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In re A.B.

Court of Appeals of Ohio, Ninth District, Lorain

June 19, 2017

IN RE: A.B. C.B.

          APPEAL FROM JUDGMENT ENTERED IN THE COURT OF COMMON PLEAS COUNTY OF LORAIN, OHIO CASE Nos. 15 JC 45172 15 JC 45173

          ROBERT CABRERA, Attorney at Law, for Appellant.

          DENNIS P. WILL, Prosecuting Attorney, and EMILY W. KIRSCH, Assistant Prosecuting Attorney, for Appellee.

          DECISION AND JOURNAL ENTRY

          DONNA J. CARR, Judge.

         {¶1} Appellant T.H. ("Mother") appeals the judgment of the Lorain County Court of Common Pleas, Juvenile Division, which denied her request to file untimely objections instanter in the absence of any showing of excusable neglect, and which further "denied" her objections to the magistrate's decision for noncompliance with the timeliness requirements of Juv.R. 40. This Court dismisses the entire appeal as moot.

         I. Procedural history

         {¶2} Mother is the biological mother of A.B. and C.B. The biological father ("Father"), whose initials are also C.B., is not a party to this appeal. The parents were not married or living together at any time during the course of these proceedings.

         {¶3} In early April 2015, Lorain County Children Services ("LCCS") filed a complaint alleging that A.B. and C.B. were dependent and neglected children. After continuing the matter once, the magistrate held an adjudicatory hearing in mid-June, followed by a dispositional hearing five days later.

         {¶4} On June 19, 2015, the magistrate issued a decision from the adjudicatory hearing, adjudicating the children dependent and neglected. The magistrate's decision failed to contain the requisite, conspicuous notice pursuant to Juv.R. 40(D), notifying the parties that they must file written objections to findings of fact and/or conclusions of law within fourteen days, or be precluded from raising such issues on appeal. See Juv.R. 40(D)(3)(a)(iii) and (b)(i). The juvenile judge issued a judgment entry the same day, adopting the magistrate's decision, and adjudicating the children dependent and neglected. The judgment entry, however, contained a disclaimer indicating that it merely constituted an interim order, valid for 28 days, plus additional 28-day incremental extensions "for good cause shown."

         {¶5} On June 29, 2015, the magistrate issued a decision from the dispositional hearing, ordering that both children be placed in the legal custody of Father under an order of protective supervision to LCCS. Mother was awarded visitation. This decision, too, failed to contain the requisite, conspicuous Juv.R. 40(D) notice regarding objections. The juvenile judge issued a judgment entry[1] the same day, adopting the magistrate's decision, and granting legal custody to Father with an order of protective supervision, and ordering that Mother shall have parenting time as set forth in the magistrate's decision. This judgment, too, contained the same disclaimer indicating that it merely constituted a 28-day interim order, subject to extension "for good cause shown."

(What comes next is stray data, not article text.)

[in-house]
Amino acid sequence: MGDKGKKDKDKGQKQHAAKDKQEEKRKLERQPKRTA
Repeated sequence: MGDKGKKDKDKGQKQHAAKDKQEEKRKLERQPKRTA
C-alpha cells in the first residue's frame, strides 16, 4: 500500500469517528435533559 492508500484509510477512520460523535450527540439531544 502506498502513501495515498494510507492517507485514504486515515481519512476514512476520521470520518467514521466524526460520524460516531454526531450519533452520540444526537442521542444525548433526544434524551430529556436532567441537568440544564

{¶6} The clerk's docket of events indicates that both adjudicatory entries and both dispositional entries were served on the parties.

         {¶7} On July 20, 2015, Mother filed a motion for leave to file objections instanter. She appended her proposed objections to the motion. Substantively, Mother's objections challenged only the dispositional orders. She argued that an award of legal custody to Father was against the manifest weight of the evidence and was not in the best interest of the children. She also objected to the visitation order as being unreasonable. Mother requested the opportunity to supplement her objections after the transcript of the hearing had been filed. LCCS filed a motion to dismiss Mother's objections as untimely.

         {¶8} Before the juvenile court had an opportunity to consider the two pending motions, Mother filed her first appeal to this Court. She asserted that she was appealing the June 29, 2015 judgment entry, i.e., the dispositional order. After issuing a show cause order and reviewing any responses, this Court dismissed Mother's first appeal by journal entry for lack of a final, appealable order, because the juvenile court had failed to independently issue an adjudication concerning the children. In re A.B., C.B., 9th Dist. Lorain No. 15CA010824 (Sept. 18, 2015).

         {¶9} Immediately thereafter, LCCS filed a motion to terminate protective supervision. Two days later, on September 24, 2015, the juvenile court issued an order indicating that it would grant the agency's motion without a hearing unless any party filed written objections within seven days. Within the same minute, the judge filed a journal entry noting that seven days had elapsed since the agency had filed its motion to terminate protective supervision and that no party had filed written objections. The juvenile court granted the agency's motion, terminated protective supervision, and cancelled all further hearings. The practical effect of this order is unclear. Given that the juvenile court's interim dispositional order awarding legal custody to Father under an order of protective ...


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